Advantage Behavioral Health Sys. v. Cleveland, A19A0656

CourtUnited States Court of Appeals (Georgia)
Writing for the CourtMiller, Presiding Judge.
Citation829 S.E.2d 763
Parties ADVANTAGE BEHAVIORAL HEALTH SYSTEMS v. CLEVELAND, as Administrator of the Estate of Nicholas Cleveland et al.
Docket NumberA19A0656
Decision Date17 June 2019

829 S.E.2d 763

ADVANTAGE BEHAVIORAL HEALTH SYSTEMS
v.
CLEVELAND, as Administrator of the Estate of Nicholas Cleveland et al.

A19A0656

Court of Appeals of Georgia.

June 17, 2019


829 S.E.2d 764

Ronald Steve Boyter Jr., Christopher Michael Carr, Kathleen M. Pacious, Loretta L. Pinkston-Pope, Atlanta, Angela Ellen Cusimano, for Appellant.

Laura Wilson Speed, Michael Brian Terry, Michelle Izquierdo King, Chad Kaufman Lennon, Atlanta, for Appellee.

Miller, Presiding Judge.

Upon being discharged from a mental health care facility operated by Advantage

829 S.E.2d 765

Behavioral Health Systems ("Advantage"), Nicholas Cleveland committed suicide. Cleveland’s parents then filed this negligence and wrongful death action against Advantage, and Advantage filed a motion for a protective order, seeking to have portions of its records on Cleveland declared privileged. The trial court issued an order ruling that only some of the records were privileged and that Advantage lacked standing to assert the mental health privilege to exclude otherwise relevant evidence at trial. For the following reasons, we affirm the trial court’s ruling as to which records were privileged, but we reverse its ruling that Advantage lacked standing to assert the mental health privilege.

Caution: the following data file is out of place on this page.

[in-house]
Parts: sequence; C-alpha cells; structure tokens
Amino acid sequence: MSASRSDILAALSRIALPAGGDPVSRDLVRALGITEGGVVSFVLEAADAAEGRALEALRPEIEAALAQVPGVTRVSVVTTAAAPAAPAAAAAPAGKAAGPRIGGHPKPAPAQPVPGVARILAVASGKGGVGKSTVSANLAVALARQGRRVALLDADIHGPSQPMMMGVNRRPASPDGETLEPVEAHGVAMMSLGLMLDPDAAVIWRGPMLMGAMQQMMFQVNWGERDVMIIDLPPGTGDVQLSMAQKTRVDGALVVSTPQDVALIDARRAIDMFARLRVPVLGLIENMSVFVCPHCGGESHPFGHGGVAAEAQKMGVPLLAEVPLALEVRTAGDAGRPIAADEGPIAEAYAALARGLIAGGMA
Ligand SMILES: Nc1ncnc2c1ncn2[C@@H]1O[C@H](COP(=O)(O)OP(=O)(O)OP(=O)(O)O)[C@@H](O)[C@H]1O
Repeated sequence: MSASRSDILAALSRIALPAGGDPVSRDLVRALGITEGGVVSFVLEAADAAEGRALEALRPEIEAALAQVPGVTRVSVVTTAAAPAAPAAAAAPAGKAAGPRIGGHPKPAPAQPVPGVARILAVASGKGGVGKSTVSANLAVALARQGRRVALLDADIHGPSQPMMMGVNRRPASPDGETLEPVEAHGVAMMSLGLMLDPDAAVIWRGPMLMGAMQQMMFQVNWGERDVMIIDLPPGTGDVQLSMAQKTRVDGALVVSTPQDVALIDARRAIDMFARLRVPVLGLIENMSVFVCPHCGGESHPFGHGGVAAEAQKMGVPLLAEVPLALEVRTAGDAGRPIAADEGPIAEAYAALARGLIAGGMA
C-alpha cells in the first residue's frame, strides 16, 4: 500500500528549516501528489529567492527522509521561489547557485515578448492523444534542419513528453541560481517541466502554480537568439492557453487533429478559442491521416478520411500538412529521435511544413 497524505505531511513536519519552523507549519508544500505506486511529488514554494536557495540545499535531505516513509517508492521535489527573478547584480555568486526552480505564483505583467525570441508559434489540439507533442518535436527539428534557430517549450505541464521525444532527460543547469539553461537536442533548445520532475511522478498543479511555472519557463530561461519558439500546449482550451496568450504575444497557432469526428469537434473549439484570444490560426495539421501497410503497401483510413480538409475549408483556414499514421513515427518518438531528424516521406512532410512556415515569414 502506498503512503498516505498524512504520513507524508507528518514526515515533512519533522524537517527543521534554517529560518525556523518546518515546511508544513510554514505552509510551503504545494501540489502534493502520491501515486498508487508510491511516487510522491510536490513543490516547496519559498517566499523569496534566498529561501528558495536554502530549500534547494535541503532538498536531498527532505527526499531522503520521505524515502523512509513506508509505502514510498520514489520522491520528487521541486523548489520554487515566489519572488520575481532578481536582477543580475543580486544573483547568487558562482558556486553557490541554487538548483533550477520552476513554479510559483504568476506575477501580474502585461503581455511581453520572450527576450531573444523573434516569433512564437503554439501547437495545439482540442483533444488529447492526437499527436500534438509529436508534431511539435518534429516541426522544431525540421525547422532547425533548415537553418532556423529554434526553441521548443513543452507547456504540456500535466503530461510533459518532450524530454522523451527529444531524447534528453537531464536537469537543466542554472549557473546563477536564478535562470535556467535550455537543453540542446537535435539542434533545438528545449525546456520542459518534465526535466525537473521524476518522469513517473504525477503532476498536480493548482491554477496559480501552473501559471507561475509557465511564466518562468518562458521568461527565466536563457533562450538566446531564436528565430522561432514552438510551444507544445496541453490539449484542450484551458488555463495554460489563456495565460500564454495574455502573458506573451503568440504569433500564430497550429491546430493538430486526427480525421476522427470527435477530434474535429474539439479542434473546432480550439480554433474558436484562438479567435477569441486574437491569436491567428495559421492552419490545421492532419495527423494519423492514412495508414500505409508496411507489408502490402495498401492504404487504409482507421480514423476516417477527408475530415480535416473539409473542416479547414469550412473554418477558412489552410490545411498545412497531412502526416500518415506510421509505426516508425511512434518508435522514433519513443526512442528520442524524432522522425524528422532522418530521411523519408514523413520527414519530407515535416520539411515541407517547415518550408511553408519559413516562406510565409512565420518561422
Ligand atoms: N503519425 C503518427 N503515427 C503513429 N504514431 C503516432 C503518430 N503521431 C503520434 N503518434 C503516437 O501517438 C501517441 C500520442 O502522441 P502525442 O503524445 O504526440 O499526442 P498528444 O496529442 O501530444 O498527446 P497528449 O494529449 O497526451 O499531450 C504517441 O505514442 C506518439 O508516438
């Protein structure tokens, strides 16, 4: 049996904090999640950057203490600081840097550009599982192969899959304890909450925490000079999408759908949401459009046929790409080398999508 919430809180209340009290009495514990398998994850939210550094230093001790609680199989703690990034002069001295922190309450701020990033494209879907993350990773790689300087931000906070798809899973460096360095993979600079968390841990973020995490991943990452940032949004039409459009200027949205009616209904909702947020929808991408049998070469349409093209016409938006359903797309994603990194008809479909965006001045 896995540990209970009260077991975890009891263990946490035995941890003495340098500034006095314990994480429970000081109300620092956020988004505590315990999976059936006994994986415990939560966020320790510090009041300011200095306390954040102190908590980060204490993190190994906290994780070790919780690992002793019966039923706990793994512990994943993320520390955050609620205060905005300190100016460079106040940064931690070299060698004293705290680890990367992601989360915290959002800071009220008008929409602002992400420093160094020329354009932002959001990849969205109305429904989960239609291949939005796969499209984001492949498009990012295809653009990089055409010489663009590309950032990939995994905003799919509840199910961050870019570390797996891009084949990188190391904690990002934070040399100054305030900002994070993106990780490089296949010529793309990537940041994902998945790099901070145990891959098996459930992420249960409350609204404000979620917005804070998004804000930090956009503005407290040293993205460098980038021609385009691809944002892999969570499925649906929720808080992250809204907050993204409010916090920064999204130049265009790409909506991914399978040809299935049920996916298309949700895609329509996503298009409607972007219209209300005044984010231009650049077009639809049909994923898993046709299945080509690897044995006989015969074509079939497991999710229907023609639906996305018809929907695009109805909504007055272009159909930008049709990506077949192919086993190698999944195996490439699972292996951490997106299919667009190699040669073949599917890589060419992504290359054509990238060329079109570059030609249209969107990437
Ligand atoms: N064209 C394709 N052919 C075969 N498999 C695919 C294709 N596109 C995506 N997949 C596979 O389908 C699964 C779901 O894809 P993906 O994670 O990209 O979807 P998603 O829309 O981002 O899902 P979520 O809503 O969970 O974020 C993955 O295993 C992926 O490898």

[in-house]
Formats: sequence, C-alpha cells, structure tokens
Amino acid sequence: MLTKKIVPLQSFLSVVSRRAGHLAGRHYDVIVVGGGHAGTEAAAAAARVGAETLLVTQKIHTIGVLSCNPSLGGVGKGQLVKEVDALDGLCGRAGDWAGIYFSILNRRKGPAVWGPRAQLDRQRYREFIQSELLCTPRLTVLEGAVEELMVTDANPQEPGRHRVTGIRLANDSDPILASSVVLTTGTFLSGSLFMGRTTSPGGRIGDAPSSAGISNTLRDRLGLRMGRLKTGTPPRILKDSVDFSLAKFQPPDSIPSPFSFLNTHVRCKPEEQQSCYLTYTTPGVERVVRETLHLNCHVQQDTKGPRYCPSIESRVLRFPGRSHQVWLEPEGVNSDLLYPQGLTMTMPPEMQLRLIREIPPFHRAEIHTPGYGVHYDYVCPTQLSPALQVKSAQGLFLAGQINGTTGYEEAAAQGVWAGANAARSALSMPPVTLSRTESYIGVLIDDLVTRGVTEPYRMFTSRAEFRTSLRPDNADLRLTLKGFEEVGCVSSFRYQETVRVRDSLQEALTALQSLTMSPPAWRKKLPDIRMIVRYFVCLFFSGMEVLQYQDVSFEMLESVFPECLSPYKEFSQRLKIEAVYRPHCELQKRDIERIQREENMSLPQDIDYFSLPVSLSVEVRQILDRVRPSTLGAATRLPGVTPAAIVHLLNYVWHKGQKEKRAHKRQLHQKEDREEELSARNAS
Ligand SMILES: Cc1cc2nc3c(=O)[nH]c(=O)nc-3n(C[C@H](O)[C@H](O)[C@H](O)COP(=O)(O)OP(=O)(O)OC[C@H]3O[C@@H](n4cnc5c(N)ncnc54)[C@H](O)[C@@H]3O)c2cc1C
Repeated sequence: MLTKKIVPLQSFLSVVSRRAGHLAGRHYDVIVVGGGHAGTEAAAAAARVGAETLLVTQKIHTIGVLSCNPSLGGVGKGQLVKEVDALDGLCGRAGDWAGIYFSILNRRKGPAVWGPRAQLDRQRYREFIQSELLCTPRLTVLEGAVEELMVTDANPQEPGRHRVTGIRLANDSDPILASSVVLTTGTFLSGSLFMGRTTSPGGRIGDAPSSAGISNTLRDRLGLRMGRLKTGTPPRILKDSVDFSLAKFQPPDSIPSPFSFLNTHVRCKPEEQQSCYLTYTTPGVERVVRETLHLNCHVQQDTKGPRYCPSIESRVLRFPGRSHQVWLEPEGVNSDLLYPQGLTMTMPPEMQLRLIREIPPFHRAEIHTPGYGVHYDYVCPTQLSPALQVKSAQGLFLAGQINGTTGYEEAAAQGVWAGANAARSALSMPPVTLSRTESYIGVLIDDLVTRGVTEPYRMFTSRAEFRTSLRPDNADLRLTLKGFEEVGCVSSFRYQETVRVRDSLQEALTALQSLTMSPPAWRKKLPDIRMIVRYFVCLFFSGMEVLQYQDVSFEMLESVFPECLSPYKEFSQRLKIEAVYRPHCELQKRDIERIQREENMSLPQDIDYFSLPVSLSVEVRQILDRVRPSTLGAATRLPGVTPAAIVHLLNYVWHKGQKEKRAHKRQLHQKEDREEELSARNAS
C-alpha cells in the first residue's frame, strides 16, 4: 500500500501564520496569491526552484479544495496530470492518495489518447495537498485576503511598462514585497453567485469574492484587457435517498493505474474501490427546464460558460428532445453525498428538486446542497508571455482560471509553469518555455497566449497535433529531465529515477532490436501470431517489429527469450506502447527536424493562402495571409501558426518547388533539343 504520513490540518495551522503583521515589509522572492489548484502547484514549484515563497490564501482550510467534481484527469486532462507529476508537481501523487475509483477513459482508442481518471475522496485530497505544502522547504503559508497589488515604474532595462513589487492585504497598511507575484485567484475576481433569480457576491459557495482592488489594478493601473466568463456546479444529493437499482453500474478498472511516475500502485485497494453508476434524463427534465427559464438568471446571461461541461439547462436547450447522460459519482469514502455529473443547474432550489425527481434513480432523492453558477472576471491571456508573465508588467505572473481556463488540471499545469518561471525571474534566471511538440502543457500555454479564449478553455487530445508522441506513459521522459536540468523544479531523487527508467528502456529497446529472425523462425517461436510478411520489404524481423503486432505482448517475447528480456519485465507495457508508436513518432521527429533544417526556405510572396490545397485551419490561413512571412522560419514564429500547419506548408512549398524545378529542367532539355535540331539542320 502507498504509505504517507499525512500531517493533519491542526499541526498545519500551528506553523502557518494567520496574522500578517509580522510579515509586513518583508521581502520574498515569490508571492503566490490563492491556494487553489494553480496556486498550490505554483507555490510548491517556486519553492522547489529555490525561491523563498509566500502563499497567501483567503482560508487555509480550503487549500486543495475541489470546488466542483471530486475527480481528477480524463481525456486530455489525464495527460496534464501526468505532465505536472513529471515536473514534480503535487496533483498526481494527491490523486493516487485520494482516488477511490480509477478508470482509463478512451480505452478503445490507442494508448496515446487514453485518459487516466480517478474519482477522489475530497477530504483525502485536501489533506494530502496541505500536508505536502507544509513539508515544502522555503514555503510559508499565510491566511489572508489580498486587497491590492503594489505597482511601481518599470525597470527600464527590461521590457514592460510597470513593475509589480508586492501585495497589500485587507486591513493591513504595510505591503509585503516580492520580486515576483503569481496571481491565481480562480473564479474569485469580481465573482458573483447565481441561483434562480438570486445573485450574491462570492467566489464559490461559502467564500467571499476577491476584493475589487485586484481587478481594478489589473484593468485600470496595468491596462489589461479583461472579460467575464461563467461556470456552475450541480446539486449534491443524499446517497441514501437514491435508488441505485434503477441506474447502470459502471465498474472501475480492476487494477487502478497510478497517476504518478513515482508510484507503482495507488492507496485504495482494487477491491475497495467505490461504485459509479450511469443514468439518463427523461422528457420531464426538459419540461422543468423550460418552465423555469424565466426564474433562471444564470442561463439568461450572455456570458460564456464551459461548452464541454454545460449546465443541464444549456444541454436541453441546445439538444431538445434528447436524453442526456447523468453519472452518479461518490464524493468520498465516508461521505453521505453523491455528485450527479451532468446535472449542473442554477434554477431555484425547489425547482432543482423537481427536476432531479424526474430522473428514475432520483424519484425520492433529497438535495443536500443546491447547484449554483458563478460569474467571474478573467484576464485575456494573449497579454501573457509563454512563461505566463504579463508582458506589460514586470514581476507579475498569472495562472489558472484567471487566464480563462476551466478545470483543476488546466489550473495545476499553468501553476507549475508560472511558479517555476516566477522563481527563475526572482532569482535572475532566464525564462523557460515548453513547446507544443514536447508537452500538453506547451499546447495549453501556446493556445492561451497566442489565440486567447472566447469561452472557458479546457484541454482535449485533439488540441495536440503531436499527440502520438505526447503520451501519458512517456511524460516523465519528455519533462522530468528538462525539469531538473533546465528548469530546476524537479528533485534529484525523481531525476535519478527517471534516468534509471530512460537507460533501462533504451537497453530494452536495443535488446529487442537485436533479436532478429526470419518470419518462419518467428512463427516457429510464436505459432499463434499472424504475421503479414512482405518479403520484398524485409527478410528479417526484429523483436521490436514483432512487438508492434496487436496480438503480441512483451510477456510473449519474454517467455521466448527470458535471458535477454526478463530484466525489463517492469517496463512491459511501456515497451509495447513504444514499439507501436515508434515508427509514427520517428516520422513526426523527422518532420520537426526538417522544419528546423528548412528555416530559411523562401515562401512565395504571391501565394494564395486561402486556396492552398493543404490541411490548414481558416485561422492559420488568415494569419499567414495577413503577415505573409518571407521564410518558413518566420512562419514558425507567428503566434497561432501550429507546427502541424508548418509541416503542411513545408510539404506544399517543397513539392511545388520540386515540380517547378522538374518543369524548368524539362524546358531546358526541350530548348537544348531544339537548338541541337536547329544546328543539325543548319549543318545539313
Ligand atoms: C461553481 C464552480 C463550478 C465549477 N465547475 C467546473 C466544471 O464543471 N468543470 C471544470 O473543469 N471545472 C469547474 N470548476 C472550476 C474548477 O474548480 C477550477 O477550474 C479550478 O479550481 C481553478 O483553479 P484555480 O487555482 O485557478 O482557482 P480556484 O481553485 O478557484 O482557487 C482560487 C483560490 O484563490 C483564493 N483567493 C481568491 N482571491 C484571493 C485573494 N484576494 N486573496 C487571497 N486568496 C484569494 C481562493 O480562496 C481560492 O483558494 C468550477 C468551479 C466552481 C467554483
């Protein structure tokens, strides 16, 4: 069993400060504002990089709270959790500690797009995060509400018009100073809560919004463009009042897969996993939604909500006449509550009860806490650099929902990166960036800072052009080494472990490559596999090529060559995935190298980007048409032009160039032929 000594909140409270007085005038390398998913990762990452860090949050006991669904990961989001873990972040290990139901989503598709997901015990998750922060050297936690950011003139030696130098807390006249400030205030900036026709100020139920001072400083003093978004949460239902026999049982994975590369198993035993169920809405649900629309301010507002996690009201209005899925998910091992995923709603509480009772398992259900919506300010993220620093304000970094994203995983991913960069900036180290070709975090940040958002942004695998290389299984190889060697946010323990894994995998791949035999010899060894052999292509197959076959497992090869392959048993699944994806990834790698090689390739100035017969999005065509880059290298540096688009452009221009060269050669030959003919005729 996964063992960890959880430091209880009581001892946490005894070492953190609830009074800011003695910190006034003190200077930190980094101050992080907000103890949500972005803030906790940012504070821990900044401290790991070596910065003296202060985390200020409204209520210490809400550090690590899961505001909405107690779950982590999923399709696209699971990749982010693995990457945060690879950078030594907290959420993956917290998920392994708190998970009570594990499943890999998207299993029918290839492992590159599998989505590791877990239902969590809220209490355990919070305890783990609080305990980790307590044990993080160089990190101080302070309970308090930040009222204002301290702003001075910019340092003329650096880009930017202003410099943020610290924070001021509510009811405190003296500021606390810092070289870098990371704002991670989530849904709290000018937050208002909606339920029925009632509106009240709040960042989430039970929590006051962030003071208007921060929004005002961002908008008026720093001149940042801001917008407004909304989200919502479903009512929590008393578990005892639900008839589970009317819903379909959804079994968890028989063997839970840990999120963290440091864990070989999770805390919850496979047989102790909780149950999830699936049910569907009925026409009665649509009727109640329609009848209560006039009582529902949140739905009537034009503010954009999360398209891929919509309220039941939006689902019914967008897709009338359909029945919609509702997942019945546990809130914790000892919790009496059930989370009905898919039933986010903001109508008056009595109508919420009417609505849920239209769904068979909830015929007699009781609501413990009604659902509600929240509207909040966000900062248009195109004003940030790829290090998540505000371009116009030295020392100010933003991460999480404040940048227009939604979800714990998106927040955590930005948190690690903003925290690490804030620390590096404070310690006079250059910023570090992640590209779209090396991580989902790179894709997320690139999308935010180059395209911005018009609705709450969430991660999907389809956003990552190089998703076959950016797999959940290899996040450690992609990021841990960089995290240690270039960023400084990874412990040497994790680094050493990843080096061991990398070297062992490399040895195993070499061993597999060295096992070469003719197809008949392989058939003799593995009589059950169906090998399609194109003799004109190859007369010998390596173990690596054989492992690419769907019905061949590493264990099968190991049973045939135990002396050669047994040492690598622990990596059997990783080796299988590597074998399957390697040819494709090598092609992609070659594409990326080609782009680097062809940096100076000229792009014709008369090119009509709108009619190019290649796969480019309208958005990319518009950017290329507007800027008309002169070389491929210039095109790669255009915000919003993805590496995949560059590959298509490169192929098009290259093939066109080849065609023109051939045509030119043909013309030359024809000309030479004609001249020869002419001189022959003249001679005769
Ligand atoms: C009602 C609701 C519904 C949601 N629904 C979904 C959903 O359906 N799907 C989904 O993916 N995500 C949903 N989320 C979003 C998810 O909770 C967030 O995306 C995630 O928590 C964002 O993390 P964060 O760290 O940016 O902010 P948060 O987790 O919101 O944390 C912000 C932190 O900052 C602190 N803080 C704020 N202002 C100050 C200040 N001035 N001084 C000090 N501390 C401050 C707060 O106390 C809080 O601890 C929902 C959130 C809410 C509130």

The record shows that on March 29, 2016, Cleveland presented at Athens Regional Medical Center with complaints and/or a history of suicidal thoughts, bipolar disorder, severe depression, hallucinations, and alcohol use disorder. Cleveland was examined by Dr. Edward Green, a member of the hospital’s emergency department, who completed a Form 1013 ordering that Cleveland be involuntarily committed to Vantage Point, a mental health care facility operated by Advantage.1 Cleveland received treatment at Vantage Point for two days until his discharge on April 1, 2016, and he committed suicide a few hours later.